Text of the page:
Crypto: Look Out Below - Three Market Technicians See Further Downside, But There's A Potential Bright Spot In The Crypto Orbit


Credit to Oliver Renick for the clever "laser eyes" bear meme, more on which below. 

Laser-Eyed Tom Brady

The symbol of Bitcoin BTC/USD bulls has been adding "laser eyes" to their social media profile pics. In hindsight, perhaps it was an inauspicious sign when Tampa Bay Buccaneers quarterback Tom Brady added them to his Twitter profile last week. 

When the NFL great posted that last Monday, Bitcoin traded at over $59,000. As we type this, its price is hovering near $39,000. Three market technicians see further downside. Let's start with the one who looks to have called a top in Bitcoin. We'll close with a potential bright spot in the crypto complex.

Technicians See More Trouble For Bitcoin

In a post last week (Shades Of 2000 And 2008), we mentioned TD Ameritrade lead anchor Oliver Renick's prediction that if Bitcoin didn't stop crabbing and start rallying on inflation news, it could sell off, tanking the whole crypto sector. So far, it looks like Renick called a top. As we type this, Bitcoin is down more than 30% over the last 7 days, with the next two largest cryptocurrencies by market cap, Ethereum ETH/USD and Binance Coin BNB/USD, down a bit more. 

Screen capture via Coin Market Cap.

Oliver Renick offered a follow-up post early Wednesday (Bitcoin Is On The Verge Of Implosion). In it, he first reiterates his bearish argument that Bitcoin's use case as "digital gold" has failed this year as it didn't respond to inflation heating up:

[I]t's going in the opposite direction of gold just when inflation is becoming the primary concern for investors. This is the biggest thing happening. The most popular story for owning bitcoin -- digital gold -- is failing at precisely the wrong moment. It doesn't matter what bitcoin did relative to gold year-to-date, the past year, or since inception. What matters is what bitcoin does compared to gold when inflation is actually a concern, and for the first time in more than a decade, inflation is the top concern among investors.

A second point Renick makes in this post is that Bitcoin also has failed to live up to its promise of being a noncorrelated asset, as Bitcoin has declined this year as tech stocks have slipped. The third point he makes is more technical, the stock-to-flow model of price projection:

The model says bitcoin should be trading between $80,000 and $85,000 by year-end. By my math, bitcoin's never fallen more than 65% below the stock-to-flow estimate, which means a drop below $30,000 right now would be unprecedented.

Another market technician we've mentioned in previous posts is Hong Kong-based investor Puru Saxena. Last time, we mentioned his prediction that Bitcoin could bottom at its exponential moving average, which at the time was $15,500. Now he sees the possibility of it dropping below $13,000.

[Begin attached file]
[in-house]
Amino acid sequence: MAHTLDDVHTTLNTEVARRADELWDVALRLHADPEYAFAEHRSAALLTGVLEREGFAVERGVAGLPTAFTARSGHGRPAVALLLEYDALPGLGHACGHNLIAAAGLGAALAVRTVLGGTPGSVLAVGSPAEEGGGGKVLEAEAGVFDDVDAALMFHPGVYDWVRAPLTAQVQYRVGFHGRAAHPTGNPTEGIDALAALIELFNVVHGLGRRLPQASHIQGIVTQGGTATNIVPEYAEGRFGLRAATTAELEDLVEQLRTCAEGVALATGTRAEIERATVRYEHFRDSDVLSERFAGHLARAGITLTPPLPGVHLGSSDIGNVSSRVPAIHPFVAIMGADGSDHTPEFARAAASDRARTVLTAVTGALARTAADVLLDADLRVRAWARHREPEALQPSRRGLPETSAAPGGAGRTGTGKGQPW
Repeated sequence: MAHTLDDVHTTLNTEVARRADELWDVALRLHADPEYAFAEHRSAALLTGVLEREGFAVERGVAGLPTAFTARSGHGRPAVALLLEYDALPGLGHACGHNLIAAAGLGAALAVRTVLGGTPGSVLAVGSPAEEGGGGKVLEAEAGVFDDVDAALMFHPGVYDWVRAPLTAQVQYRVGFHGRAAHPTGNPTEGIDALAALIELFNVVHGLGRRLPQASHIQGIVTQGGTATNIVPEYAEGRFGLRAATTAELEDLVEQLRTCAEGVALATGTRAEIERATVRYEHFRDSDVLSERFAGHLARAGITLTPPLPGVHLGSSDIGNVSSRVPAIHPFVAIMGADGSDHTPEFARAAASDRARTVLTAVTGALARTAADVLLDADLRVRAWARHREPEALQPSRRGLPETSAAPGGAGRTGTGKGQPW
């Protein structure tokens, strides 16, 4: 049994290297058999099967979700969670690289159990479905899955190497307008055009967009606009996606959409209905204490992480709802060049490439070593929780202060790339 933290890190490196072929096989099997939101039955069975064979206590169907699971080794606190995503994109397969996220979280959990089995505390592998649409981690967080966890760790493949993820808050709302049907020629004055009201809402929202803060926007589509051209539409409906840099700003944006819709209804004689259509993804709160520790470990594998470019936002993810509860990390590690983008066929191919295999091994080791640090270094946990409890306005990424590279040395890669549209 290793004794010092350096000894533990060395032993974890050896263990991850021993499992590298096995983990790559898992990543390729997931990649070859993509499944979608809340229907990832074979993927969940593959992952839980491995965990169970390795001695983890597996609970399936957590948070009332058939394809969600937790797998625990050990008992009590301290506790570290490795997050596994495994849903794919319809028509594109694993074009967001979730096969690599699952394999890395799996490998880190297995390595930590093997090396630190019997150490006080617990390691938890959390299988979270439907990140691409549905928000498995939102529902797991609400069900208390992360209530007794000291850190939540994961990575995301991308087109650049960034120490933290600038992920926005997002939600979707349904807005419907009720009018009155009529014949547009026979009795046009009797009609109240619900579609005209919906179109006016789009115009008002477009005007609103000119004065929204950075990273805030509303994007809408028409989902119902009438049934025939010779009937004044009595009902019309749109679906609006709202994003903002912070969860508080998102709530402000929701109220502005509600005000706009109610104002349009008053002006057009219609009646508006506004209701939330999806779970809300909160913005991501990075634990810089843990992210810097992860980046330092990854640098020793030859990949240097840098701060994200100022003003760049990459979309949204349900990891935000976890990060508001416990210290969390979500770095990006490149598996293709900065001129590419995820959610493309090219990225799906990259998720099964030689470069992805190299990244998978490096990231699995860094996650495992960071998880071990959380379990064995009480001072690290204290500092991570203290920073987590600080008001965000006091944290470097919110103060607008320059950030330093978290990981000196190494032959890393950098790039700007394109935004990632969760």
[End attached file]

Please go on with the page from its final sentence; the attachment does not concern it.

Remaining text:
A third market technician, Slope of Hope founder Tim Knight, offered a pithier prediction Tuesday. 

A Potential Bright Spot In The Crypto Orbit

In our previous post (Too Much Crypto, Not Enough Stuff), we posted our top ten names from Monday. 

Screen capture via Portfolio Armor on 5/17/2021. 

Our focus in that post was the iPath Series B Bloomberg Coffee Subindex Total Return ETN JO, which we suggested was a way to play the commodity rally. JO closed up 5.3% on Tuesday, but another of our top names from Monday, Cleanspark Inc CLSK, was up about 5.6% on the day. Cleanspark sells software to manage energy microgrids, but the company also mines Bitcoin using, reportedly, 95% clean energy, which is notable, given Elon Musk's recent complaints about the amount of coal burned to mine Bitcoin. It might be worth keeping an eye on if you think crypto will bottom out soon.

In Case That Bright Spot Goes Dark

If you do buy Cleanspark, consider hedging it. As of Tuesday's close, it was too expensive to hedge against a greater-than-20% decline over the next several months using optimal put options...

This and the subsequent screen captures are via the Portfolio Armor iPhone app

But it was possible to hedge CLSK against the same decline using an optimal collar, if you were willing to cap your possible upside at 29%. 

There, the net cost was negative, meaning you would have collected a net credit of $400, or 2.58% of position value when opening that hedge. That's assuming, to be conservative, that you placed both trades -- buying the puts and selling the calls -- at the worst ends of their respective spreads. 

We used our default time to expiration there, which scans options expiring closest to six months out, but you could also try different times to expiration to see if you find a more attractive hedge. 

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